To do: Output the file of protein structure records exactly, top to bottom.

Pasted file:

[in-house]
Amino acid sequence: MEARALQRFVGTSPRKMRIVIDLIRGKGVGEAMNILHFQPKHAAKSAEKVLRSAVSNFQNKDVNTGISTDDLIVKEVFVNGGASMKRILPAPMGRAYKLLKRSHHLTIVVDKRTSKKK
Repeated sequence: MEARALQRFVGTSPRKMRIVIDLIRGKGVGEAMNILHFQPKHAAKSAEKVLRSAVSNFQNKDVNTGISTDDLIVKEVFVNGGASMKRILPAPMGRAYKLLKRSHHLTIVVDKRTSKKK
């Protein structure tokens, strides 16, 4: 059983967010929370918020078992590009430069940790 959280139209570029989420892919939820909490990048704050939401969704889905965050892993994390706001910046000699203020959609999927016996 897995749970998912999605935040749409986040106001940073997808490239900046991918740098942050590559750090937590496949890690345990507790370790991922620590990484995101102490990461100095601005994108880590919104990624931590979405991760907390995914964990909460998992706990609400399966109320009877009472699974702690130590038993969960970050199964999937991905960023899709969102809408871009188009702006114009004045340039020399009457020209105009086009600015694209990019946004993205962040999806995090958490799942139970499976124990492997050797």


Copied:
[in-house]
Amino acid sequence: MEARALQRFVGTSPRKMRIVIDLIRGKGVGEAMNILHFQPKHAAKSAEKVLRSAVSNFQNKDVNTGISTDDLIVKEVFVNGGASMKRILPAPMGRAYKLLKRSHHLTIVVDKRTSKKK
Repeated sequence: MEARALQRFVGTSPRKMRIVIDLIRGKGVGEAMNILHFQPKHAAKSAEKVLRSAVSNFQNKDVNTGISTDDLIVKEVFVNGGASMKRILPAPMGRAYKLLKRSHHLTIVVDKRTSKKK
């Protein structure tokens, strides 16, 4: 059983967010929370918020078992590009430069940790 959280139209570029989420892919939820909490990048704050939401969704889905965050892993994390706001910046000699203020959609999927016996 897995749970998912999605935040749409986040106001940073997808490239900046991918740098942050590559750090937590496949890690345990507790370790991922620590990484995101102490990461100095601005994108880590919104990624931590979405991760907390995914964990909460998992706990609400399966109320009877009472699974702690130590038993969960970050199964999937991905960023899709969102809408871009188009702006114009004045340039020399009457020209105009086009600015694209990019946004993205962040999806995090958490799942139970499976124990492997050797």